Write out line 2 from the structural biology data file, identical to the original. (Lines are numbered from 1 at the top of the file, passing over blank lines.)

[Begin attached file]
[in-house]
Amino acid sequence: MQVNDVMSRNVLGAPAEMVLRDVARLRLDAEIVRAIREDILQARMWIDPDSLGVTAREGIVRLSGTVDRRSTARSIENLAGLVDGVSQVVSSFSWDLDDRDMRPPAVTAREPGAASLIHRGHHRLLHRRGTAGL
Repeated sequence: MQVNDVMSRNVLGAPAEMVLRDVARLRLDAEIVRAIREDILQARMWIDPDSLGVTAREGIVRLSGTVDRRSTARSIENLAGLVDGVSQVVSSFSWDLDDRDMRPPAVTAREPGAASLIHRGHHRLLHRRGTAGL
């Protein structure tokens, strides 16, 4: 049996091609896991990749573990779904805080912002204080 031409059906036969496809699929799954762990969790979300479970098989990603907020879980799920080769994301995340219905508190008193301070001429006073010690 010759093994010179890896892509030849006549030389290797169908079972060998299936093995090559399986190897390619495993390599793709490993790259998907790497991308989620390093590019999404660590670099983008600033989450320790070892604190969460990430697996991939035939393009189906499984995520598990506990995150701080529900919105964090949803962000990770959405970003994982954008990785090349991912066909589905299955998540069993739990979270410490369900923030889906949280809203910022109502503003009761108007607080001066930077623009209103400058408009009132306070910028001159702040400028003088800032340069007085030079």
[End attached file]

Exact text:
Amino acid sequence: MQVNDVMSRNVLGAPAEMVLRDVARLRLDAEIVRAIREDILQARMWIDPDSLGVTAREGIVRLSGTVDRRSTARSIENLAGLVDGVSQVVSSFSWDLDDRDMRPPAVTAREPGAASLIHRGHHRLLHRRGTAGL